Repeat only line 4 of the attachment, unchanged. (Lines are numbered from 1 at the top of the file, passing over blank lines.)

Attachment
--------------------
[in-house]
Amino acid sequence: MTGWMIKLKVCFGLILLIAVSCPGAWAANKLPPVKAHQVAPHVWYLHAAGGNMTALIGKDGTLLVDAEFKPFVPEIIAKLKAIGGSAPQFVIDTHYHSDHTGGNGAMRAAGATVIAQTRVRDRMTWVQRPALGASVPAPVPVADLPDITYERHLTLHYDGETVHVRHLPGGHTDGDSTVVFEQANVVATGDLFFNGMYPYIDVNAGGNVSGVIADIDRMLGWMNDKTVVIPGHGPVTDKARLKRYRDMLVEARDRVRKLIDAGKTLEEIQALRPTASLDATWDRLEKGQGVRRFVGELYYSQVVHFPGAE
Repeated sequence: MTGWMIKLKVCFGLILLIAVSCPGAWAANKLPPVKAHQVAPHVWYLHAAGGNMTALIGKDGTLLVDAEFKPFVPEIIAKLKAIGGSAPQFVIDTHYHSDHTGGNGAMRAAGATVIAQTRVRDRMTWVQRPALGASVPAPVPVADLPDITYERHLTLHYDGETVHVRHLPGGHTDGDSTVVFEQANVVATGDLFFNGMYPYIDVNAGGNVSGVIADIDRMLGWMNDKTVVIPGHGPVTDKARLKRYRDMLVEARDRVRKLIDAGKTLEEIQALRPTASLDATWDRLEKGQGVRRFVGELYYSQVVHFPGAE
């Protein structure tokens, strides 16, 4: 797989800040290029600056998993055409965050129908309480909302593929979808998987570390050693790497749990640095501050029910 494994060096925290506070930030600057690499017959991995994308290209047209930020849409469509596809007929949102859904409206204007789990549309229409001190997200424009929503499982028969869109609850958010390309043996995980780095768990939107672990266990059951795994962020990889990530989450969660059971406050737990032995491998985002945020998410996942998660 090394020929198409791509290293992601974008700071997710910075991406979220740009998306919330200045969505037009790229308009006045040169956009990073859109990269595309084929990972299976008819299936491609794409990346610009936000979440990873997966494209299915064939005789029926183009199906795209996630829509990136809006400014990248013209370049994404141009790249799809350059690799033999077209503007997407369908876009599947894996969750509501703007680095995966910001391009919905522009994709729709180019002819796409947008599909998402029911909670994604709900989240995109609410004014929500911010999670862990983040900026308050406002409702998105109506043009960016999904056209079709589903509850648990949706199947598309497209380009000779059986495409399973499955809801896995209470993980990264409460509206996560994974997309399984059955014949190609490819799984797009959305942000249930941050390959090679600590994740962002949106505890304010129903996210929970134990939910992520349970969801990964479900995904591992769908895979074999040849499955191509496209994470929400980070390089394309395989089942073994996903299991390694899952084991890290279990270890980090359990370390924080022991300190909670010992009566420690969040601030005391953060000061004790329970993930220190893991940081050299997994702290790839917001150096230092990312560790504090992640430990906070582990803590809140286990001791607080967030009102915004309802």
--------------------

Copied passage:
């Protein structure tokens, strides 16, 4: 797989800040290029600056998993055409965050129908309480909302593929979808998987570390050693790497749990640095501050029910 494994060096925290506070930030600057690499017959991995994308290209047209930020849409469509596809007929949102859904409206204007789990549309229409001190997200424009929503499982028969869109609850958010390309043996995980780095768990939107672990266990059951795994962020990889990530989450969660059971406050737990032995491998985002945020998410996942998660 090394020929198409791509290293992601974008700071997710910075991406979220740009998306919330200045969505037009790229308009006045040169956009990073859109990269595309084929990972299976008819299936491609794409990346610009936000979440990873997966494209299915064939005789029926183009199906795209996630829509990136809006400014990248013209370049994404141009790249799809350059690799033999077209503007997407369908876009599947894996969750509501703007680095995966910001391009919905522009994709729709180019002819796409947008599909998402029911909670994604709900989240995109609410004014929500911010999670862990983040900026308050406002409702998105109506043009960016999904056209079709589903509850648990949706199947598309497209380009000779059986495409399973499955809801896995209470993980990264409460509206996560994974997309399984059955014949190609490819799984797009959305942000249930941050390959090679600590994740962002949106505890304010129903996210929970134990939910992520349970969801990964479900995904591992769908895979074999040849499955191509496209994470929400980070390089394309395989089942073994996903299991390694899952084991890290279990270890980090359990370390924080022991300190909670010992009566420690969040601030005391953060000061004790329970993930220190893991940081050299997994702290790839917001150096230092990312560790504090992640430990906070582990803590809140286990001791607080967030009102915004309802």